2023 Hot eBike Bakeoff: QuietKat Lynx vs Talaria xXx

I’ve been asked more and more to review eBikes coming online, so in the interest of time here’s a quick comparison of two that caught my eye:

2023 Lynx. Source: QuietKat

QuietKat Lynx (cafe moto) — $3,999

  • Motor: 1000W 2 Speed Hub Drive (Variable Power Output)
  • Range: 63mi
  • Battery: 20Ah/48V/960Wh
  • Power: 83Nm Torque/1440 Peak
  • Max load: 300lbs
  • Top Speed: 28mph
  • Weight: 100lbs
  • Regenerative: No
2023 xXx. Source: Sur Ronster

Talaria xXx (stunt) — €2.400 ($2,500)

  • Motor: Interior Permanent Magnet (IPM)
  • Range: 60k (40mi)
  • Battery: 40Ah/60V/2400Wh
  • Power: 45Nm Torque
  • Max load: 165lbs
  • Top Speed: 46mph
  • Weight: 125lbs
  • Regenerative: Yes

There are a ton of eBike reviews floating around already. They never seem to appeal to me, so maybe that’s why I’m being asked to add mine to the growing pile. I’ve not yet seen these two compared. Here goes:

A simple bake-off had a surprising result for me because the winner turned out opposite to first impressions:

  • Weight: Lynx 100lbs
  • Speed: xXx 46mph
  • Strength: Lynx 300lbs
  • Range: Lynx 63mi
  • Cost: xXx $2500

3 for the Lynx vs 2 for the xXx, and if I properly weight (pun not intended) the categories I care most about the Lynx is much further ahead.

I mean on first glance (maybe it was price tag) I felt the pull of a stupid-fast and light xXx. It’s powerful and nimble for fun rides, perhaps too much fun. I could see myself breaking it.

Where the Lynx shines is engineering for things more relevant to my interests: practicality, offering durability and distance. It hints at something more like “slow and steady” Dakar and much, much less at kids doing “endless burnouts in high school parking lots” or… *shudder*, white technocrats cruising Palo Alto.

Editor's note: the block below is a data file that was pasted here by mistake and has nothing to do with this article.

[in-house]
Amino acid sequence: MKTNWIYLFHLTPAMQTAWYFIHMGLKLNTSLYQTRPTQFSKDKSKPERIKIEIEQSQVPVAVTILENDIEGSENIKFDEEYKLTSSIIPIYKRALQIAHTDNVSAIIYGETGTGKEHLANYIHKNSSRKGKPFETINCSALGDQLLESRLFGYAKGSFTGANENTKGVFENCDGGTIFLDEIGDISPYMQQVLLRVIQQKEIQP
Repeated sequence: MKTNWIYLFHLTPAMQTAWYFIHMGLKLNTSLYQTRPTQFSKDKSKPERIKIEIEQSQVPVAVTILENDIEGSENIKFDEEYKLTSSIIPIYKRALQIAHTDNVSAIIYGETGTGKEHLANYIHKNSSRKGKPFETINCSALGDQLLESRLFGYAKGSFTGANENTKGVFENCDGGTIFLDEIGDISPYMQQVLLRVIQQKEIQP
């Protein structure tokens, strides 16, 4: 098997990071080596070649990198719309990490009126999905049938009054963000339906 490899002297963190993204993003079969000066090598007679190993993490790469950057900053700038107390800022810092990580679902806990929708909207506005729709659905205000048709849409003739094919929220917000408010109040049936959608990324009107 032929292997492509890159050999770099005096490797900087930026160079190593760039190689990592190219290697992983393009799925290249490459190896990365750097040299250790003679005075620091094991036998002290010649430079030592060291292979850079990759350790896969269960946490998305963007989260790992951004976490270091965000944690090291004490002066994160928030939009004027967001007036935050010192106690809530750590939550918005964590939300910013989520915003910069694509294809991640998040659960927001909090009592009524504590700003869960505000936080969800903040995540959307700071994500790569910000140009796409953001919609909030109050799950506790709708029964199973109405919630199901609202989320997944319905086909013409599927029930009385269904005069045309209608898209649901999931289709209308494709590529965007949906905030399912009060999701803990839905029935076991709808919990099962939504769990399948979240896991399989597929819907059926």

Notably, the xXx has reliability issues with its motor cutting out without warning. That’s ok on fun rides, maybe. NOT acceptable for basically everything else. A dead 125lb bike at intersections or on trails… nope. Riding wheelies on the xXx and… ugh, why am I even looking at a bike marketed as xXx? Go away SEO bots.

When you’re ready for real life with responsibilities, the Lynx seems to be thinking about much more rational features for respectable long hauls (not the LOOOONG 200 mile haul of the new Buell but 63mi is plenty).

One nagging detail that kept me on the fence is regeneration of energy. Given the utility of eBikes for remote mountainous terrain (somehow I always end up on) a regen all the way down sounds great. Really great. Speaking of which, allegedly one of the reasons a xXx motor quits and requires reset is trying to regen over 90% causes thermal trouble. I’ll take a working engine over any regen one that abruptly quits, natch.

Even so, lack of any regen feels like oversight from QuietKat, especially given how they reference a Colorado mountain test environment and promote mountain this and that in their specs. Getting up to high elevation campsite is no bother if you know you have the option of charging back down.

As a final note, linking to a trailer seems like something Talaria doesn’t even think about, yet Lynx has a beefy cargo rack already setup behind the saddle and then offers options like their “Cargo Trailer”.

100lb capacity in a sizeable trailer is more than than enough for light Nextgen Anti-Tank Weapons. Source: QuietKat

If they spell cat with a K and they call a bike the Lynx, shouldn’t this be called something more creative like the “KatBox”? I’ll be here all week.

The cargo trailer doesn’t say it works well with NLAW mounts but you get the idea. QuietKat otherwise doesn’t hide the fact that they market towards “scout ahead” and the toughest “protect and serve” riders who “mount guns, bows, and more”. Remember their “Jeep” model? Maybe they should offer a decal set for riders to show how many helicopters downed or turrets popped? On a similar note their “Game Trailer” with the picture of a deer carcass doesn’t say it can be an ambulance gurney or extract wounded… but again, you get the idea.

Old side-car thinking ruins the anti-mine singletrack sensibilities of modern eBikes

All of this brings to mind military-grade engineering, regulated (in a good way) with long-term dependability for quiet professionals. The xXx however says race-to-the-bottom throwaway nuisance toy.

Between these two eBikes I might use an xXx for a few light-duty recreational trips, as a quick replacement for gas, but the Lynx seems far more likely to be the kind of infinitely useful bike I’d want to ride and ride and ride.

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